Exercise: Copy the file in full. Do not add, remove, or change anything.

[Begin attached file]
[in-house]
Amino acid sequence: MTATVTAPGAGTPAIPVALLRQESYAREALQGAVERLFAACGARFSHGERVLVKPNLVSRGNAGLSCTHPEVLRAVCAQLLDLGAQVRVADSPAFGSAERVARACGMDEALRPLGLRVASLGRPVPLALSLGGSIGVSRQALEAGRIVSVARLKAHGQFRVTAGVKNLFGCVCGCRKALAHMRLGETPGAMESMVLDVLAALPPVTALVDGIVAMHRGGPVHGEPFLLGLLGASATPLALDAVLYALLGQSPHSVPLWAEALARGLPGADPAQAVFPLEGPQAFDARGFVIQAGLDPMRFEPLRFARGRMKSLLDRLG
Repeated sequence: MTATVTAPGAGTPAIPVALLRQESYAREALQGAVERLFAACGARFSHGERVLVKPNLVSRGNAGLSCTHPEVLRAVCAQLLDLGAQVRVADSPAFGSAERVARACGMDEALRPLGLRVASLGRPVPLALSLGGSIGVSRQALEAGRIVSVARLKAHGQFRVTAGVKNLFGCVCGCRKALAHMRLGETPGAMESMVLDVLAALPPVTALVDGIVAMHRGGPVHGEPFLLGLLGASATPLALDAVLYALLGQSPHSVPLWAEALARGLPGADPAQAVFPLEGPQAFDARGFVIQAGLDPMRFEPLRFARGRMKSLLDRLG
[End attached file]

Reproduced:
[in-house]
Amino acid sequence: MTATVTAPGAGTPAIPVALLRQESYAREALQGAVERLFAACGARFSHGERVLVKPNLVSRGNAGLSCTHPEVLRAVCAQLLDLGAQVRVADSPAFGSAERVARACGMDEALRPLGLRVASLGRPVPLALSLGGSIGVSRQALEAGRIVSVARLKAHGQFRVTAGVKNLFGCVCGCRKALAHMRLGETPGAMESMVLDVLAALPPVTALVDGIVAMHRGGPVHGEPFLLGLLGASATPLALDAVLYALLGQSPHSVPLWAEALARGLPGADPAQAVFPLEGPQAFDARGFVIQAGLDPMRFEPLRFARGRMKSLLDRLG
Repeated sequence: MTATVTAPGAGTPAIPVALLRQESYAREALQGAVERLFAACGARFSHGERVLVKPNLVSRGNAGLSCTHPEVLRAVCAQLLDLGAQVRVADSPAFGSAERVARACGMDEALRPLGLRVASLGRPVPLALSLGGSIGVSRQALEAGRIVSVARLKAHGQFRVTAGVKNLFGCVCGCRKALAHMRLGETPGAMESMVLDVLAALPPVTALVDGIVAMHRGGPVHGEPFLLGLLGASATPLALDAVLYALLGQSPHSVPLWAEALARGLPGADPAQAVFPLEGPQAFDARGFVIQAGLDPMRFEPLRFARGRMKSLLDRLG